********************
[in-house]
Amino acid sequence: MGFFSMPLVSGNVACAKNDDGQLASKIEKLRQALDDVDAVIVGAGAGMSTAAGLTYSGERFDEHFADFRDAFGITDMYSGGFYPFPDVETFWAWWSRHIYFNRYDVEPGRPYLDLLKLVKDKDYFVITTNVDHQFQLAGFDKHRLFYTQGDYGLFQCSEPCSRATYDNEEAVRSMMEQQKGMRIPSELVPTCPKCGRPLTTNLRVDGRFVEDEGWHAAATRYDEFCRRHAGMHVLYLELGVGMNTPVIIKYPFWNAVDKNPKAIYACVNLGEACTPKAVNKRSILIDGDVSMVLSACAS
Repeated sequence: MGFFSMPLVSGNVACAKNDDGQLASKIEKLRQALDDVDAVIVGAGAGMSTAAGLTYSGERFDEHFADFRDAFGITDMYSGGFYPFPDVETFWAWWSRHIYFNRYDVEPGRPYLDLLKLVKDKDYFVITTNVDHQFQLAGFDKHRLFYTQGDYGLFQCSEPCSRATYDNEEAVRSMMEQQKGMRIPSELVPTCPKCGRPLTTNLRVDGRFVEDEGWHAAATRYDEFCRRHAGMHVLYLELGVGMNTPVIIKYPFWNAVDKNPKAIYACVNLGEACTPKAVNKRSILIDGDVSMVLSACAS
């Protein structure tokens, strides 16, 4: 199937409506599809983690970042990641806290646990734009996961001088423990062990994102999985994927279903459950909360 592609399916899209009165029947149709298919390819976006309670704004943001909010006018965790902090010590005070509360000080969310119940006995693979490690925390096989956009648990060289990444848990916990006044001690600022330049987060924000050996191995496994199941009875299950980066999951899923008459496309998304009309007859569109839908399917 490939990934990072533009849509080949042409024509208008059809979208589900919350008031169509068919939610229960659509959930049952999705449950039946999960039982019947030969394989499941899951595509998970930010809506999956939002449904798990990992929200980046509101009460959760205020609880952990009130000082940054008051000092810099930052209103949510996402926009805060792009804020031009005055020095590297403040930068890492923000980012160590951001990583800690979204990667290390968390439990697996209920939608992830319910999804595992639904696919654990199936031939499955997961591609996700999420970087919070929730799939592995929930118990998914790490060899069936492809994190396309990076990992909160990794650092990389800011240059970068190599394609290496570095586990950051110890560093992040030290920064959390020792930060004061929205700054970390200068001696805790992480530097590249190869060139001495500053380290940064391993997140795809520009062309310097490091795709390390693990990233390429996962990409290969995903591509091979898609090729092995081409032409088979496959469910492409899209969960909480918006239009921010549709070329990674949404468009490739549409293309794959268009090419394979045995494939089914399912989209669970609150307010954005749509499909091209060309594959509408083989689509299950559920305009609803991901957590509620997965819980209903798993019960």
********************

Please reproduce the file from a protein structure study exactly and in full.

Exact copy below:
[in-house]
Amino acid sequence: MGFFSMPLVSGNVACAKNDDGQLASKIEKLRQALDDVDAVIVGAGAGMSTAAGLTYSGERFDEHFADFRDAFGITDMYSGGFYPFPDVETFWAWWSRHIYFNRYDVEPGRPYLDLLKLVKDKDYFVITTNVDHQFQLAGFDKHRLFYTQGDYGLFQCSEPCSRATYDNEEAVRSMMEQQKGMRIPSELVPTCPKCGRPLTTNLRVDGRFVEDEGWHAAATRYDEFCRRHAGMHVLYLELGVGMNTPVIIKYPFWNAVDKNPKAIYACVNLGEACTPKAVNKRSILIDGDVSMVLSACAS
Repeated sequence: MGFFSMPLVSGNVACAKNDDGQLASKIEKLRQALDDVDAVIVGAGAGMSTAAGLTYSGERFDEHFADFRDAFGITDMYSGGFYPFPDVETFWAWWSRHIYFNRYDVEPGRPYLDLLKLVKDKDYFVITTNVDHQFQLAGFDKHRLFYTQGDYGLFQCSEPCSRATYDNEEAVRSMMEQQKGMRIPSELVPTCPKCGRPLTTNLRVDGRFVEDEGWHAAATRYDEFCRRHAGMHVLYLELGVGMNTPVIIKYPFWNAVDKNPKAIYACVNLGEACTPKAVNKRSILIDGDVSMVLSACAS
């Protein structure tokens, strides 16, 4: 199937409506599809983690970042990641806290646990734009996961001088423990062990994102999985994927279903459950909360 592609399916899209009165029947149709298919390819976006309670704004943001909010006018965790902090010590005070509360000080969310119940006995693979490690925390096989956009648990060289990444848990916990006044001690600022330049987060924000050996191995496994199941009875299950980066999951899923008459496309998304009309007859569109839908399917 490939990934990072533009849509080949042409024509208008059809979208589900919350008031169509068919939610229960659509959930049952999705449950039946999960039982019947030969394989499941899951595509998970930010809506999956939002449904798990990992929200980046509101009460959760205020609880952990009130000082940054008051000092810099930052209103949510996402926009805060792009804020031009005055020095590297403040930068890492923000980012160590951001990583800690979204990667290390968390439990697996209920939608992830319910999804595992639904696919654990199936031939499955997961591609996700999420970087919070929730799939592995929930118990998914790490060899069936492809994190396309990076990992909160990794650092990389800011240059970068190599394609290496570095586990950051110890560093992040030290920064959390020792930060004061929205700054970390200068001696805790992480530097590249190869060139001495500053380290940064391993997140795809520009062309310097490091795709390390693990990233390429996962990409290969995903591509091979898609090729092995081409032409088979496959469910492409899209969960909480918006239009921010549709070329990674949404468009490739549409293309794959268009090419394979045995494939089914399912989209669970609150307010954005749509499909091209060309594959509408083989689509299950559920305009609803991901957590509620997965819980209903798993019960």